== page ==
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The decision to proceed with any surgical procedure involves a careful consideration of the anticipated benefits of surgery and an assessment of the risks associated with the operation. An important component in estimating the benefit of surgery is knowledge of the natural history of the condition in question. It is a popular, though inaccurate, conception of the preoperative evaluation that the evaluating physician “clears” the patient for surgery. This implies a binary clinical scenario: Either the patient is at low risk and is “cleared,” or the risk is excessive and the patient is “turned down” for surgery. The reality, of course, is more complex and often more gray than black and white. A more accurate view of preoperative evaluation fulfills two goals: first, to accurately define the morbidity and risks of surgery, both short and long term, and second, to identify specific factors or conditions that can be addressed preoperatively to modify the patient’s risk of morbidity. The formulation of an approach to accomplish these goals requires knowledge of both the specific characteristics of the patient population and the general effects of thoracic surgery on patients.


Many patients who undergo a noncardiac thoracic surgical procedure do so because of known or suspected lung or esophageal cancer. These diseases share the common risk factor of a significant and prolonged exposure to cigarette smoking and commonly include older individuals. The combination of age and prolonged cigarette smoking yields a population with a significant incidence of comorbid factors beyond the primary diagnosis. A major source of comorbidity in the population of patients with lung cancer is the presence of chronic obstructive pulmonary disease (COPD). The diagnosis of COPD is an independent risk factor for the development of lung cancer, after controlling for cigarette smoke exposure.1,2 The combination of these factors, plus the magnitude of the surgical procedures, presents a challenge to the clinicians evaluating such patients. The potential for perioperative morbidity and mortality is substantial, but at the same time, the lack of effective alternative therapy for the patient’s malignancy means that the consequence of not being a surgical candidate is almost certain death. This quandary led Gass and Olsen to ask, “What is an acceptable surgical mortality in a disease with 100% mortality?”3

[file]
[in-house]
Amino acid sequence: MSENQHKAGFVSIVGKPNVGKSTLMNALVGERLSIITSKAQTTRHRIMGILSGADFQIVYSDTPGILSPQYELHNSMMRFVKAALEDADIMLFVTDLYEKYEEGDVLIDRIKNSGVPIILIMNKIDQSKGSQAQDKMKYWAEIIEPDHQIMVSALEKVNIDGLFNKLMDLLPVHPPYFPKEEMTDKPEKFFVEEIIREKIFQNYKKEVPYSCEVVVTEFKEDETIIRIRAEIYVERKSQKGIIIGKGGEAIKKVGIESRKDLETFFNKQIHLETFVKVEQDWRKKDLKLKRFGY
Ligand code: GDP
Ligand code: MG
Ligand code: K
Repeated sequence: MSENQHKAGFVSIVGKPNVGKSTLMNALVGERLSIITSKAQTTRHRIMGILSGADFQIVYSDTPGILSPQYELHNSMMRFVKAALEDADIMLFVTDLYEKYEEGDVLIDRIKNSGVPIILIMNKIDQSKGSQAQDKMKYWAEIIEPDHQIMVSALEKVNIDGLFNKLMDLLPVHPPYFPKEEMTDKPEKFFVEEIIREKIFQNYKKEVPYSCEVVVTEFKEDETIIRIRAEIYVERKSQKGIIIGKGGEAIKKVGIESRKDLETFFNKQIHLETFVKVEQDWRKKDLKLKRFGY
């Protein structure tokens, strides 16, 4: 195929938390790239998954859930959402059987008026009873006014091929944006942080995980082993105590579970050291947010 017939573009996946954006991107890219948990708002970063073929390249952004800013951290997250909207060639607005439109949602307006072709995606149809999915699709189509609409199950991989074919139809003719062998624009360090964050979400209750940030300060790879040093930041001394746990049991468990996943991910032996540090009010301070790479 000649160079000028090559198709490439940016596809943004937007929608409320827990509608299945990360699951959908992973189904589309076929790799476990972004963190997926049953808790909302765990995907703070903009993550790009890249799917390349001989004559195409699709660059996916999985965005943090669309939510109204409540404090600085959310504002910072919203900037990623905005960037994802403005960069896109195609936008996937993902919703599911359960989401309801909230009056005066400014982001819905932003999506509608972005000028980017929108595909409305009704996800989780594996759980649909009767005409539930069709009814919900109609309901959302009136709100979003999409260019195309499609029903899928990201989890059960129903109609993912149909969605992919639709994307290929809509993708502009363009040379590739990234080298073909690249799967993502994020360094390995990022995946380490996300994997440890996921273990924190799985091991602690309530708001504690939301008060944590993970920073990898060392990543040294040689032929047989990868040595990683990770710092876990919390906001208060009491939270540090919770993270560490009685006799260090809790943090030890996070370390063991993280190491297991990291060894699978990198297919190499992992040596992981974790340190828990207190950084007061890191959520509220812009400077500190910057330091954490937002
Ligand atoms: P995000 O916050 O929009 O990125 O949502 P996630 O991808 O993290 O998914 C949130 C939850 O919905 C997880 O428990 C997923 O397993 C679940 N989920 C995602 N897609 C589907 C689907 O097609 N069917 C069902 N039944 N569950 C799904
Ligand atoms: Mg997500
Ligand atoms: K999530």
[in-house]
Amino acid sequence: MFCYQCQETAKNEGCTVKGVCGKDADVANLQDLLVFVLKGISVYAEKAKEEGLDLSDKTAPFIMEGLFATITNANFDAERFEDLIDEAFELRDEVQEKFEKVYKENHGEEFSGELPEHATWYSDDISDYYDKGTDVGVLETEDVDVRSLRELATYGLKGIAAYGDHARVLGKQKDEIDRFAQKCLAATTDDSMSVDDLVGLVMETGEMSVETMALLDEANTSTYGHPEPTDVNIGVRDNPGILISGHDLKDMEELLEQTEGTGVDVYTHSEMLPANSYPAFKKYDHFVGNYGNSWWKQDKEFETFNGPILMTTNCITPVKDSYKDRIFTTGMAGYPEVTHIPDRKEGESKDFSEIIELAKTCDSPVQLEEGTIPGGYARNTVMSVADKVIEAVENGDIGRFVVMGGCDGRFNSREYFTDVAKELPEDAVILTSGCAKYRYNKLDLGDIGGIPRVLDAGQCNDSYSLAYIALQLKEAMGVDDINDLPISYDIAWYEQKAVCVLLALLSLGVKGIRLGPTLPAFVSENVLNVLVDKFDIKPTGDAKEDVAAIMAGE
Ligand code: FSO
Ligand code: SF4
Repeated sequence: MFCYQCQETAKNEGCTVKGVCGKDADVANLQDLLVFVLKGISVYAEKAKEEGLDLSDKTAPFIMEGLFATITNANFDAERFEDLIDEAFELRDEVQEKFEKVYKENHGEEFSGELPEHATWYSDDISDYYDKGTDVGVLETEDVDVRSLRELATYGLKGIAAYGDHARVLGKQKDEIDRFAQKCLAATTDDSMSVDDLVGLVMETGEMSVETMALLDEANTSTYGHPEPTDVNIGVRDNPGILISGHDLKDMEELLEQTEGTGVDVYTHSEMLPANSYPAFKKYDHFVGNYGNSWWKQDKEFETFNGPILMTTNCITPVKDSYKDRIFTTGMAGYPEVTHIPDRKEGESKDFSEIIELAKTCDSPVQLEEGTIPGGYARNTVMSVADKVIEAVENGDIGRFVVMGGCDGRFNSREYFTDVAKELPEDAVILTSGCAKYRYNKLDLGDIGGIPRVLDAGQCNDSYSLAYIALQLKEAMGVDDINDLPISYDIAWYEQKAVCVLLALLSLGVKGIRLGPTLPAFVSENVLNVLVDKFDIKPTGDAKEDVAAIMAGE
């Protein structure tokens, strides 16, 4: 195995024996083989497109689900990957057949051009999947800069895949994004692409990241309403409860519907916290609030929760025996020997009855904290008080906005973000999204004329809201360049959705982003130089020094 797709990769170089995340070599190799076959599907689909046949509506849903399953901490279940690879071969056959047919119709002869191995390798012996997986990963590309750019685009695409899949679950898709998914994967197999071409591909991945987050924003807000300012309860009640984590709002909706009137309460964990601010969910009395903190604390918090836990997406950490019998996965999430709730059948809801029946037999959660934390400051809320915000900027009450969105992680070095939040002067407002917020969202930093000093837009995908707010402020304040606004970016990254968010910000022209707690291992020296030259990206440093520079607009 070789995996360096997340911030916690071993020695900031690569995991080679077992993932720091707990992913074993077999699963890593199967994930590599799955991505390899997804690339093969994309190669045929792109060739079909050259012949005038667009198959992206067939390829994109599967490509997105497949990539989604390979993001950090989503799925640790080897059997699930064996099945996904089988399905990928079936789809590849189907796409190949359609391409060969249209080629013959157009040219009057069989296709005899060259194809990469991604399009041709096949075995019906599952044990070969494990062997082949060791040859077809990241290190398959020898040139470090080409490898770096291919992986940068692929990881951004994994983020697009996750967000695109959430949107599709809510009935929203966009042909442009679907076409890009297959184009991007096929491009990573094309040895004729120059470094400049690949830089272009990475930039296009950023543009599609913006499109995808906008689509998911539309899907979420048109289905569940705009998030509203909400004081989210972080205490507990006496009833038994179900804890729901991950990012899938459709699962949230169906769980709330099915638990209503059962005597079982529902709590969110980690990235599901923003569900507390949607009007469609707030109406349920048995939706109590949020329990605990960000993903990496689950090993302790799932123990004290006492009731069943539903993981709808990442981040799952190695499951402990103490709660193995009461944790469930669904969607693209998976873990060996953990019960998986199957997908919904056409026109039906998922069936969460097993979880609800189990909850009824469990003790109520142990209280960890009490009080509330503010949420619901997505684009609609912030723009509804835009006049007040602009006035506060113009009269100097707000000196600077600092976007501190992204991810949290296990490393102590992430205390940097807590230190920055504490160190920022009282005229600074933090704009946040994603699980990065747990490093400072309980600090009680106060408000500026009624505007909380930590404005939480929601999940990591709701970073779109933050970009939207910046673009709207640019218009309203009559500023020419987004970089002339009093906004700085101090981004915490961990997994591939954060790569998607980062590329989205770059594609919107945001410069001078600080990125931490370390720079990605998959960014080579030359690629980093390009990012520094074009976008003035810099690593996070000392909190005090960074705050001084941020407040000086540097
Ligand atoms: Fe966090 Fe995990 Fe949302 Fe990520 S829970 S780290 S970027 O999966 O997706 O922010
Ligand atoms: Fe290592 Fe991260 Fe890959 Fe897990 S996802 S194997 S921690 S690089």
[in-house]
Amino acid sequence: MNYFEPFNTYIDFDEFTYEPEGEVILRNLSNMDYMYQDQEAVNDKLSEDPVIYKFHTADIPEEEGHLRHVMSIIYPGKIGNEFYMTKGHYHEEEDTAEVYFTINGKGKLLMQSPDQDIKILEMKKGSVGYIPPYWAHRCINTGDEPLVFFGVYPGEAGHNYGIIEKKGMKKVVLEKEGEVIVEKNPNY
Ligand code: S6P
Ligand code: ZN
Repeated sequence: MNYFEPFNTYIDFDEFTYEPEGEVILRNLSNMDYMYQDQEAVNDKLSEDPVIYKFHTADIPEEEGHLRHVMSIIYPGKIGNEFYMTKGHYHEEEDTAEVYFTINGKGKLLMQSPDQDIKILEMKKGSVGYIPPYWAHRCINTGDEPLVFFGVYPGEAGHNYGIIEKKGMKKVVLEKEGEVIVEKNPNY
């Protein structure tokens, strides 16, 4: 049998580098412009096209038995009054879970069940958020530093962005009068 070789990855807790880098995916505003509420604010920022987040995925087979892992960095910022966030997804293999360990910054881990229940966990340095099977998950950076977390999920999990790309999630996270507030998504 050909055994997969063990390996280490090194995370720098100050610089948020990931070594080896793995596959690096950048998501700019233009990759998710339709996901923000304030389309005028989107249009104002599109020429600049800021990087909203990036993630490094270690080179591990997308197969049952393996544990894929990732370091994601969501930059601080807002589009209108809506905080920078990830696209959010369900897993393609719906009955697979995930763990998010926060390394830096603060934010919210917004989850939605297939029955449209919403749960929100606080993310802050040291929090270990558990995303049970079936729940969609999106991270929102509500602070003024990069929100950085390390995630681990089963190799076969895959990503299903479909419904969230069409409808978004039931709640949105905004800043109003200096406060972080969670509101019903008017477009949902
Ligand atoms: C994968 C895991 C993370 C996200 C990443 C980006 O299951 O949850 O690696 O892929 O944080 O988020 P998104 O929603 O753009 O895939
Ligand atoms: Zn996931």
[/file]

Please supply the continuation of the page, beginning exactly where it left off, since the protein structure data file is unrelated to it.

The Charlson Comorbidity Index (CCI),4 which generates a score based on the presence of comorbid conditions, was originally designed as a measure of the risk of 1-year mortality attributable to comorbidity of hospitalized patients. This index has been demonstrated to stratify the risk of postoperative complications in thoracic surgery patients.5 In non–small-cell lung cancer (NSCLC) patients, the CCI is a better predictor of survival than individual comorbid conditions and has been recommended for use in the selection of patients for NSCLC surgery.6 The CCI has been compared to another comorbidity index, the Kaplan–Feinstein index (KFI), and the ...

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